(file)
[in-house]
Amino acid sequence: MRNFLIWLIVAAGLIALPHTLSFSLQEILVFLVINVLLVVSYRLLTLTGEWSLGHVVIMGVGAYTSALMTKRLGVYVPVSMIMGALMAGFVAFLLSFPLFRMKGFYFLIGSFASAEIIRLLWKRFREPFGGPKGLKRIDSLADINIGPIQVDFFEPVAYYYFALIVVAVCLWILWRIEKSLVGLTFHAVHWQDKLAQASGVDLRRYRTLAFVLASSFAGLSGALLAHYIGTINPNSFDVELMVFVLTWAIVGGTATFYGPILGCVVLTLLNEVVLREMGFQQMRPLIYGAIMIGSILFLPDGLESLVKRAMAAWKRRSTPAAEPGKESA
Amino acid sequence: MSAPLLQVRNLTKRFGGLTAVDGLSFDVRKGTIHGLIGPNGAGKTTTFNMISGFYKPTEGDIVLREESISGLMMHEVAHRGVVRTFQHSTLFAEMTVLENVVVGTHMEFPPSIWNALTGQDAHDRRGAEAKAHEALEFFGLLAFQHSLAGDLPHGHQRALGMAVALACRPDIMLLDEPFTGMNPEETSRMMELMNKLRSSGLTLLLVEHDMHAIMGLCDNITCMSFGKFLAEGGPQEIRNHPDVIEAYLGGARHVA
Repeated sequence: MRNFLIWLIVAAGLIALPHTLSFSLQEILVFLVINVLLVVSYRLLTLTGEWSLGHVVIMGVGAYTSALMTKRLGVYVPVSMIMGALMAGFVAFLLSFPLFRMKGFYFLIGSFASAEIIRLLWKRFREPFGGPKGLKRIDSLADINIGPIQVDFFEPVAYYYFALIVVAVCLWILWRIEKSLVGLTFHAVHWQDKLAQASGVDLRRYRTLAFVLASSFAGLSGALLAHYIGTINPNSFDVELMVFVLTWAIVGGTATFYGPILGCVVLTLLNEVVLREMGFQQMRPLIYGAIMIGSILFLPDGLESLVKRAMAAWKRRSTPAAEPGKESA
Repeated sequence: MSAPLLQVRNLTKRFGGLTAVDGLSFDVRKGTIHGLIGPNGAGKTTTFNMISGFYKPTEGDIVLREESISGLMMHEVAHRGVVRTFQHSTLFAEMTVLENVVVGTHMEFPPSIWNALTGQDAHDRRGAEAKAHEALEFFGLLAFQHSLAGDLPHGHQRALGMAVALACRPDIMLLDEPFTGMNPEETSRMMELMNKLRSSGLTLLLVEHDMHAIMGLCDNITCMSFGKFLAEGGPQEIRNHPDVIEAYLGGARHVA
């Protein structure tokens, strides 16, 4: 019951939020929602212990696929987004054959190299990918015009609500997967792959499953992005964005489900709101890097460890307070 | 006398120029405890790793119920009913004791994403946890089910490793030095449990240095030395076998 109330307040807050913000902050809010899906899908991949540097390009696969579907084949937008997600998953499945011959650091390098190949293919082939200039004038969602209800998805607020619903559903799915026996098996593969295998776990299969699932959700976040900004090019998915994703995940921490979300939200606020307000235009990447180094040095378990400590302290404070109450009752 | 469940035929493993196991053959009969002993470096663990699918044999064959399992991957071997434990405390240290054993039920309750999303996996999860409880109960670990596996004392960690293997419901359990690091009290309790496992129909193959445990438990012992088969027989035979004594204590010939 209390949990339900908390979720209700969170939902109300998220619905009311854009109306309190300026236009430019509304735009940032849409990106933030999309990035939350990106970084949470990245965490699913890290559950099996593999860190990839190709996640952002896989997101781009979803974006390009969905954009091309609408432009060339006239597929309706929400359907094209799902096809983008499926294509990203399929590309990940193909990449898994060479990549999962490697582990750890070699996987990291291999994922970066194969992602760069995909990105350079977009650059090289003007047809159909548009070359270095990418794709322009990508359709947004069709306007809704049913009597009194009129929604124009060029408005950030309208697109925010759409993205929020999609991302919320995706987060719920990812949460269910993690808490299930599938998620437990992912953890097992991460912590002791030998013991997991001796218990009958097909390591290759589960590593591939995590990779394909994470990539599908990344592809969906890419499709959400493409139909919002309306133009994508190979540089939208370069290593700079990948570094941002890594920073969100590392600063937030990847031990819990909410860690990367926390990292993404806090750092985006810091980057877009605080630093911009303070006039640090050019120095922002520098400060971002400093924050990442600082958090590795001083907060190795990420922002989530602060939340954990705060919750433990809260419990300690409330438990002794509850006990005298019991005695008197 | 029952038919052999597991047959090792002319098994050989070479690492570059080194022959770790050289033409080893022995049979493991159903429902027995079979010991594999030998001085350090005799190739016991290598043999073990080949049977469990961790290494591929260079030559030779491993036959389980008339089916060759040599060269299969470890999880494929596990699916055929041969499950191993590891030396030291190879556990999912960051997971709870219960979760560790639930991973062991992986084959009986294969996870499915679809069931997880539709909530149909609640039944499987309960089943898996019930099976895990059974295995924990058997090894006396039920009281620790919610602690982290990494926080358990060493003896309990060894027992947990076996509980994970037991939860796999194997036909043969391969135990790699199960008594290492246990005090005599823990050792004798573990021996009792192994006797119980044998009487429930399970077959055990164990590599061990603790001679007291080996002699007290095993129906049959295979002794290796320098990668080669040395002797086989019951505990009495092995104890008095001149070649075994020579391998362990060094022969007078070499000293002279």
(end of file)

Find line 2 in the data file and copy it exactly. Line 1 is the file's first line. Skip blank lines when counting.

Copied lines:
Amino acid sequence: MRNFLIWLIVAAGLIALPHTLSFSLQEILVFLVINVLLVVSYRLLTLTGEWSLGHVVIMGVGAYTSALMTKRLGVYVPVSMIMGALMAGFVAFLLSFPLFRMKGFYFLIGSFASAEIIRLLWKRFREPFGGPKGLKRIDSLADINIGPIQVDFFEPVAYYYFALIVVAVCLWILWRIEKSLVGLTFHAVHWQDKLAQASGVDLRRYRTLAFVLASSFAGLSGALLAHYIGTINPNSFDVELMVFVLTWAIVGGTATFYGPILGCVVLTLLNEVVLREMGFQQMRPLIYGAIMIGSILFLPDGLESLVKRAMAAWKRRSTPAAEPGKESA